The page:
Natural enemiesTop of page
|Natural enemy||Type||Life stages||Specificity||References||Biological control in||Biological control on|
|Lecanicillium aphanocladii||Pathogen||Larvae||Peciulyte and Kacergius, 2012|
Notes on Natural EnemiesTop of page Mey (1991), who recorded six eulophid species parasitizing P. issikii in Kiev, published the first information on parasitoids of P. issikii. Parasitism by Hymenoptera (Chalcidoidea, Braconidae) was 15-20% in various localities in the Czech and Slovak Republics during the first year of discovery (2000) of P. issikii. In the following years, up to 40% parasitism was recorded but the individual parasitoid taxa were not determined. Also several larvae died after infestation by fungal pathogens.
Means of Movement and DispersalTop of page Natural Dispersal (Non-Biotic)
P. issikii mostly shows a scattered distribution. There is no distinct boundary to its forward progression of dispersal. Long-distance dispersal appears to be on air currents. The adults are nocturnal and only move over short distances of upto 1000 m.
Movement in Trade
As with many other Phyllonorycter species, the dispersal of pupae in fallen leaves is impossible because the adults always emerge before the leaves drop. The transportation of eggs, larvae and pupae with the host plants is very improbable because lime plants (seedlings) are not evergreen and they are transported without leaves. The eggs and larvae can only survive in fresh living leaves. The adults hibernate in various crevices and other shelters and their passive transportation during hibernation in containers, boxes etc. is both possible and probable (Sefrová, 2002, 2003).
Plant TradeTop of page
|Plant parts liable to carry the pest in trade/transport||Pest stages||Borne internally||Borne externally||Visibility of pest or symptoms|
|Bark||adults||Yes||Pest or symptoms usually visible to the naked eye|
|Plant parts not known to carry the pest in trade/transport|
|Fruits (inc. pods)|
|Growing medium accompanying plants|
|Stems (above ground)/Shoots/Trunks/Branches|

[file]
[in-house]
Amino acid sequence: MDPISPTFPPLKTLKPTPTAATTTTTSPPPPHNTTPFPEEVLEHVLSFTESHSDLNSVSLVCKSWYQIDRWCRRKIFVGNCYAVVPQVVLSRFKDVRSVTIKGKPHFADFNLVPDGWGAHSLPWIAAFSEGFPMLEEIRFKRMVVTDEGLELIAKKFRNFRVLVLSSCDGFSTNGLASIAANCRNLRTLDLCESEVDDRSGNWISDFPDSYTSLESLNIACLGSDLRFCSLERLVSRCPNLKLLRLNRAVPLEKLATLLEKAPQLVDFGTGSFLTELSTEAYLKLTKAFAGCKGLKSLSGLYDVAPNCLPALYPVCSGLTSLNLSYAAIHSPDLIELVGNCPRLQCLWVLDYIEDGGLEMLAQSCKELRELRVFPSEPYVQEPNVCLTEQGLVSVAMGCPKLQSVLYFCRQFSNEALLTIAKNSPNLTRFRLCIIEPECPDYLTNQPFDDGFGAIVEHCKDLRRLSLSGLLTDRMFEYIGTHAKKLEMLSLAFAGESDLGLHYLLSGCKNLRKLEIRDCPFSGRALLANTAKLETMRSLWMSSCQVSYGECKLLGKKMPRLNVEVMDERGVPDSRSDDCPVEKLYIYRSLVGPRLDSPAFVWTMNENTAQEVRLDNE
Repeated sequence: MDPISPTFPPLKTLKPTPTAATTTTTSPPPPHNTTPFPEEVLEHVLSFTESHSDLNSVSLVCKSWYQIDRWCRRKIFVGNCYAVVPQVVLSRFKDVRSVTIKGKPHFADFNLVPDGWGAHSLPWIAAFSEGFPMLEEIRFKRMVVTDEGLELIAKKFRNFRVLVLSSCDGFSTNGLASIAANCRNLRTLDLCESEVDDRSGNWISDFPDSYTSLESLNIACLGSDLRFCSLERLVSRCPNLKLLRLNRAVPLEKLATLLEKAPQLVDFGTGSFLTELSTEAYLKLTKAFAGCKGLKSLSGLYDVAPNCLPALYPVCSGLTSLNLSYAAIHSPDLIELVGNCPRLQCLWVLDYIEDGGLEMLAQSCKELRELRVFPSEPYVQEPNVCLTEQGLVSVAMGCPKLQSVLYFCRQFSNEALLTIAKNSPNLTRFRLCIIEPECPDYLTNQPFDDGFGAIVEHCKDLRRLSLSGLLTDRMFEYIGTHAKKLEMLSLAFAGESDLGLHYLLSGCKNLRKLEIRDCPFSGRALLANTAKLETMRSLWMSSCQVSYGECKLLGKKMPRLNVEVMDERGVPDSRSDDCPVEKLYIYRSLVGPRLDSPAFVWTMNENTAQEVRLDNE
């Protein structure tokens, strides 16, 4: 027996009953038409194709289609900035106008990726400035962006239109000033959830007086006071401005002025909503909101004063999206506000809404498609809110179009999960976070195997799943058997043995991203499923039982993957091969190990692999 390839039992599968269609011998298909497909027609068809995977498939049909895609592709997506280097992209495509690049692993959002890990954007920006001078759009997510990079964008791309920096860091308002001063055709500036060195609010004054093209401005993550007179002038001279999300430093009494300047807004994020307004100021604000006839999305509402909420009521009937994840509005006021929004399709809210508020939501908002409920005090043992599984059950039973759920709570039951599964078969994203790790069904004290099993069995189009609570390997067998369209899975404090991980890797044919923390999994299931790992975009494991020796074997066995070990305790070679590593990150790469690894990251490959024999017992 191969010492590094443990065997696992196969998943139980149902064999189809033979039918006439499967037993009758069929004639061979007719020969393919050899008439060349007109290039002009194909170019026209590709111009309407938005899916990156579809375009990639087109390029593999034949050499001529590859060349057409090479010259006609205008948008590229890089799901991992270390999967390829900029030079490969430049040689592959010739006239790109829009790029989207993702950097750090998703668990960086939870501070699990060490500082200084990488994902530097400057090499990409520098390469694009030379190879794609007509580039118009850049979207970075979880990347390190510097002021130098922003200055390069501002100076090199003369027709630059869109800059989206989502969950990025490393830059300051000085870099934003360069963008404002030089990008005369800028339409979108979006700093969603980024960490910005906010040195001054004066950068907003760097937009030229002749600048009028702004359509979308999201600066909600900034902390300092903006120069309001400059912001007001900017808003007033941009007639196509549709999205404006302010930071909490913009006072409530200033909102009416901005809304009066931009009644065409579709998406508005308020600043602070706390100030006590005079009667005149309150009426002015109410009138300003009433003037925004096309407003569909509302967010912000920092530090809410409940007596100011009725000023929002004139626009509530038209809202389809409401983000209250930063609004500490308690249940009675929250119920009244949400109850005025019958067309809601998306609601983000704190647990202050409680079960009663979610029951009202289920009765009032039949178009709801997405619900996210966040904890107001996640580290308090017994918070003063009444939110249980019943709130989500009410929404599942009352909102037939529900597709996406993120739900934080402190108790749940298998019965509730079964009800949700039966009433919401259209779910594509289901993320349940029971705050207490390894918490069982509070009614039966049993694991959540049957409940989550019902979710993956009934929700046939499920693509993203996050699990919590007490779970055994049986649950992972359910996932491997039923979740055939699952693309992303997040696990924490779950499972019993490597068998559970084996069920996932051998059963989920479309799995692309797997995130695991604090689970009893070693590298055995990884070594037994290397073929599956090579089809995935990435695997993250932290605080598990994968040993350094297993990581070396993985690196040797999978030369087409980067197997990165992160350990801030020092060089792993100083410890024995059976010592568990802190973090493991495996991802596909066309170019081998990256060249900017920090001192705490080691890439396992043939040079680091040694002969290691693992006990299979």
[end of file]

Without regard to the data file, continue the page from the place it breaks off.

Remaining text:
|True seeds (inc. grain)|
Wood PackagingTop of page
|Wood Packaging liable to carry the pest in trade/transport||Timber type||Used as packing|
|Loose wood packing material||various material with small crevices||No|
|Processed or treated wood||various material with small crevices||No|
|Solid wood packing material with bark||various material with small crevices||No|
|Solid wood packing material without bark||various material with small crevices||No|
|Wood Packaging not known to carry the pest in trade/transport|
ImpactTop of page The host trees, Tilia spp., are not endangered, and their growth and fitness are not affected by pest attack (e.g. Sefrová, 2002). Similarly no aesthetic harm is expected. This species prefers Tilia trees in shady forest stands and the mines are mostly found on the lower branches or on the undergrowth. The mines do not cause the leaves to dry out or change their colour and so the presence of the pest is not apparent.
Environmental ImpactTop of page P. issikii attacks the autochthonous Tilia. It has a preference for trees that grow in forest stands, for a host plant that is autochthonous and it has a scattered distribution. These facts indicate an ecological relation to the autochthonous species of the genus Phyllonorycter. This species will probably find a niche in the European forest communities. It will probably be controlled and limited by natural autochthonous enemies and non-biotic factors, respectively. Trophic competition with autochthonous species developing on Tilia spp. is very improbable. That is why there is no negative influence to endanger the autochthonous tree species and/or the related taxa of moths and other insects that show similar trophic demands in the corresponding communities. Nevertheless, monitoring of its spread, population density and ecological relations (parasitoid spectre, etc.), as a new member of the European insect fauna, appears to be important and useful.
DiagnosisTop of page No laboratory or other special tests are required.
Detection and InspectionTop of page The species can be easily detected by the whitish mines that are visible on the upperside of the leaf, partly by the deformed leaves or by the necrotic areas of old mines.
Similarities to Other Species/ConditionsTop of page The adults superficially resemble many other species of the genus Phyllonorycter, but only this species develops on Tilia spp. and the characteristic symptoms of larval damage cannot be confused.
Prevention and ControlTop of page It is possible that during the initial years of its spread, the population density of P. issikii may increase. However, the abiotic factors and the biotic antagonistic species, identical to those that regulate the densities of the related autochthonous taxa, may control this. This is demonstrated most efficiently by the fact that 10-20% parasitism of P. issikii, mostly by wasps of the superfamily Chalcidoidea, was observed during the first year of its discovery and up to 40% parasitism was observed in the following years. Chemical control or other control practices will probably be unnecessary.
ReferencesTop of page